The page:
Where they differed was on the question of method: they opposed political parties, even a communist party, they opposed participation in conventional politics of any kind, they thought workers should be organised into one big union rather than on the basis of individual trades, and they thought the only route to victory was through a general strike. Many of them also shared the Anarchist hostility to the state as such they therefore opposed the idea of a ‘dictatorship of the proletariat’.
But they greeted the October Revolution with enthusiasm, and they were attracted to the idea of an association between revolutionary trade unionists. The Spanish syndicalists of the CNT (National Confederation of Labour) proclaimed in 1918 that ‘Bolshevism is the name but the idea is that of all revolutions. Bolshevism is the new life we are striving for’. Despite this sympathy, the Syndicalists did not want to join the Comintern, or to become subordinate to it. The American syndicalists, the IWW (Wobblies), were opposed to involvement in politics, hence they did not want to become part of the Comintern which they saw as a political organisation composed of political parties. But they found an international association of trade unionists acceptable. The same was true of other syndicalists..
So many syndicalist groups were represented at the first RILU Congress in 1921 that Lozovsky decided to develop a method of voting to ensure the communists did not get outvoted by the syndicalists. He did this by grouping all representatives together in national delegations, with each nation’s delegation having a quota of votes assigned to it.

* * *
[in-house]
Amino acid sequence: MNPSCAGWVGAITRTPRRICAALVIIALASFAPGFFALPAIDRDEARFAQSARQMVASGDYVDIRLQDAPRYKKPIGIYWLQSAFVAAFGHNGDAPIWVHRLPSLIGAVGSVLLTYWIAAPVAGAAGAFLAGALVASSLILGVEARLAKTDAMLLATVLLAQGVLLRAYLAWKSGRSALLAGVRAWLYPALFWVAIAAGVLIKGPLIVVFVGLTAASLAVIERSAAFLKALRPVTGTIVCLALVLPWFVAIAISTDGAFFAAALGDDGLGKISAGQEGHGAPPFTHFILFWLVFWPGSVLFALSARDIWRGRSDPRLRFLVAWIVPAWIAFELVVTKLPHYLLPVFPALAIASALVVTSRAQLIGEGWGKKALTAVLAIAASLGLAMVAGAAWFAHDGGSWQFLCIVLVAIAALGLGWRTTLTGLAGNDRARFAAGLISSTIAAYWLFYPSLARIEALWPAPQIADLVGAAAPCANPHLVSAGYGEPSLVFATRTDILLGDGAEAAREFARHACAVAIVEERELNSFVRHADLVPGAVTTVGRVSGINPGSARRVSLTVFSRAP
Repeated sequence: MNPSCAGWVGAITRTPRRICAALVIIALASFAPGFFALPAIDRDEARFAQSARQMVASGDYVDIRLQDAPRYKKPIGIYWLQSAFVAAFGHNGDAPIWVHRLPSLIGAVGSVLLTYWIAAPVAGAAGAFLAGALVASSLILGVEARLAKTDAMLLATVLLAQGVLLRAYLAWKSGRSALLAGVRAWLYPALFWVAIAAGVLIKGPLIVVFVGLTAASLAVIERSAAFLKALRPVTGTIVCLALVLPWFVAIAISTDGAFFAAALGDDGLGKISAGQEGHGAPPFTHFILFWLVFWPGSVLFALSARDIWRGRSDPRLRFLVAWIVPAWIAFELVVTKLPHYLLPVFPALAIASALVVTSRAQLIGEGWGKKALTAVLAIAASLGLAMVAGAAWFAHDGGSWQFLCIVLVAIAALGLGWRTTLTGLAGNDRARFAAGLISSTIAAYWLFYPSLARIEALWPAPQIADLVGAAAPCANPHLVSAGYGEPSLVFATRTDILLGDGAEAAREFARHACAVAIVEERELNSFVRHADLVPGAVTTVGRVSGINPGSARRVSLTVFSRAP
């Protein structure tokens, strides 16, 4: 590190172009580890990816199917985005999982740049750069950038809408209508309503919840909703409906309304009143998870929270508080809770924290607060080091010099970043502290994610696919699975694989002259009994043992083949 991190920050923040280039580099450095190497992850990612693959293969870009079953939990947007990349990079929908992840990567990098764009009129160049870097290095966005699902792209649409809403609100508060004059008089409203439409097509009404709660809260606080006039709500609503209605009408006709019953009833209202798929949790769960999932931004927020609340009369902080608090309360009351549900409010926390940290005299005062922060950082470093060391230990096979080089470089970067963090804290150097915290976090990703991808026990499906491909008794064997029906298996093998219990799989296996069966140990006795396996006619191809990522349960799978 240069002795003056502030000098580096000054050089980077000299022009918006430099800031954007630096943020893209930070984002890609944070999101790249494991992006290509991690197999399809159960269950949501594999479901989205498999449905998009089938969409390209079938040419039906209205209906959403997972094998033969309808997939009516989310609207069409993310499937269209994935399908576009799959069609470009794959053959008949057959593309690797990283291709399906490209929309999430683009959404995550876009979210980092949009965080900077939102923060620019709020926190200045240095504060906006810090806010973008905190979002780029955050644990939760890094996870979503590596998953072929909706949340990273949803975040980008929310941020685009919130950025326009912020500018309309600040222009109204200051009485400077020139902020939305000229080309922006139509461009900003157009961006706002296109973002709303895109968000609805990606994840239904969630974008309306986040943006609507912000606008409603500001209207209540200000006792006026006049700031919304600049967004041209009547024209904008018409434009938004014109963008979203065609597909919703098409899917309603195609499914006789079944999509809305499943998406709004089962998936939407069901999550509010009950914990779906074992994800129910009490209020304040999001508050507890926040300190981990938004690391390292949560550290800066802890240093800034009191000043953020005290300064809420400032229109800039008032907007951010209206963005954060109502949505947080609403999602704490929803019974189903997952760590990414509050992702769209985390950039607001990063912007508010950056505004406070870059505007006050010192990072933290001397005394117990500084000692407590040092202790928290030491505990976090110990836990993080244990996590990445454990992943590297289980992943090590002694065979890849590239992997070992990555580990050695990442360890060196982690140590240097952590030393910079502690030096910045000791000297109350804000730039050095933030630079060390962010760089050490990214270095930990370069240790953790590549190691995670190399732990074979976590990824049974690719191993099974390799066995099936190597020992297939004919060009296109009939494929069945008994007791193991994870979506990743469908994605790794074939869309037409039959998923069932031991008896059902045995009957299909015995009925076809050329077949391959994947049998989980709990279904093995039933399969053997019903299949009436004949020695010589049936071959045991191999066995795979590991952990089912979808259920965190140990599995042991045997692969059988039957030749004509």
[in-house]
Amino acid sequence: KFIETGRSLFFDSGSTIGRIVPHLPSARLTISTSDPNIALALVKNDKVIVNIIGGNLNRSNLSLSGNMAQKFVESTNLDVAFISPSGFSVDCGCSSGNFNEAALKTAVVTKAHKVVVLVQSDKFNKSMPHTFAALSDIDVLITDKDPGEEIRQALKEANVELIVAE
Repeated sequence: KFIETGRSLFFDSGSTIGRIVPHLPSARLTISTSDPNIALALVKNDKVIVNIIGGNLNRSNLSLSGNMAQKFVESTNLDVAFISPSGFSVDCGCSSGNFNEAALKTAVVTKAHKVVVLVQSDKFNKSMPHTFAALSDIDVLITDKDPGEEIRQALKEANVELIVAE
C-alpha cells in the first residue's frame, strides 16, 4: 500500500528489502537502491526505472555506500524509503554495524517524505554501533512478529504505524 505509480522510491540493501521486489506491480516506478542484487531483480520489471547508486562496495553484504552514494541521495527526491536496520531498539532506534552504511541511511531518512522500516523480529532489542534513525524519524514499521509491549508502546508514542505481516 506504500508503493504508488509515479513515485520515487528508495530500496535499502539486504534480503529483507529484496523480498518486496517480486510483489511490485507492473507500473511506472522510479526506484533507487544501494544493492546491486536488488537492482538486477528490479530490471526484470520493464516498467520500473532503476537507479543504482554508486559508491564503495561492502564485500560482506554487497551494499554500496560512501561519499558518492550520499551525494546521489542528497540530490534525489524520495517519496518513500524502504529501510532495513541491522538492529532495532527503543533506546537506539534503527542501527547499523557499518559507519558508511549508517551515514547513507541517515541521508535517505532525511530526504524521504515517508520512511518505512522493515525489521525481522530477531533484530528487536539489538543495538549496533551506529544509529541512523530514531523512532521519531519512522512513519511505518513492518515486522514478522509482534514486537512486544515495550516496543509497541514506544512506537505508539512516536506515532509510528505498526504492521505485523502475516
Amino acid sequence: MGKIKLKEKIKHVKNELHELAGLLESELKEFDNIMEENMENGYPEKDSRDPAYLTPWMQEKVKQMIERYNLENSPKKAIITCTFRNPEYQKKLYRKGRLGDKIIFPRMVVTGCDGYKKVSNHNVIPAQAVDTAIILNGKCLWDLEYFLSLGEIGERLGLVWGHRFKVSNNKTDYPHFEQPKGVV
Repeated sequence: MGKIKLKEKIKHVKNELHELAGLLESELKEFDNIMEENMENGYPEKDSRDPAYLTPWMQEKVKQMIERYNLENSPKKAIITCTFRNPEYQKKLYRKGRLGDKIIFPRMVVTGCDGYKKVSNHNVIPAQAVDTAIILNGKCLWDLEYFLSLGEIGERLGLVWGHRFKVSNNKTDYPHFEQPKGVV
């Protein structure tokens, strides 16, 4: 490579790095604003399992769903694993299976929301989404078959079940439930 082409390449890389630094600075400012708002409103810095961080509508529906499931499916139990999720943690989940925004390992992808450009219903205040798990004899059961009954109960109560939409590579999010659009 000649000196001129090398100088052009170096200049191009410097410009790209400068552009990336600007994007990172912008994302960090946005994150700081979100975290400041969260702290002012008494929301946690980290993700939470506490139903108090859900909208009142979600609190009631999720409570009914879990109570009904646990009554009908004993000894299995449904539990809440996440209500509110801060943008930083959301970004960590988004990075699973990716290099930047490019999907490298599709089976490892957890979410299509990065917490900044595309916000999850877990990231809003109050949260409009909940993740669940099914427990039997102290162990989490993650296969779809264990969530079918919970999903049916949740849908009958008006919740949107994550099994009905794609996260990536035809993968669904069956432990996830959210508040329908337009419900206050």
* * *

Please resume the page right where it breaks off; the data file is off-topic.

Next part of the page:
The association between Syndicalism and Communism was temporary; and most syndicalist support was lost after the first few years. The only large scale syndicalist group to stay within the RILU was the French CGTU. Many individual syndicalists remained with the RILU – such as Nin from the CNT – but that was because as individuals they had moved over to communism. They did not stay syndicalist. You could say that the alliance between syndicalism and communism in the RILU was the result of a misunderstanding, because the syndicalists originally had illusions about the meaning of the October Revolution and nature of Bolshevism: but were they really illusions, or did they rather represent the attitudes of both parties at the time. Both syndicalists and communists believed in the necessity for the revolutionary overthrow of capitalism. This brought them together. They could cooperate on that basis. (There is one remarkable example of this from Germany where the German syndicalists in the Maritime Federation (Schiffahrtsbund) set up Port Bureaux in North Germany which took care of sailors when they went ashore and engaged in some conspiratorial activities as well including sabotage actions against the German navy.)The fact remained that in most countries (not all) the syndicalists were small minorities, dwarfed by the large social democratic trade unions, and Lozovsky and the RILU would have much preferred to bring these big unions into the RILU. Moreover, not all Syndicalists wanted to join the RILU. The supporters of the RILU were opposed by other Syndicalist groups who were critical of Bolshevism and especially of the behaviour of Bolsheviks towards Anarchists and Syndicalists within Soviet Russia. These other Syndicalists set up their own rival international organisation, the IWMA, International Working Men’s Association, in 1922.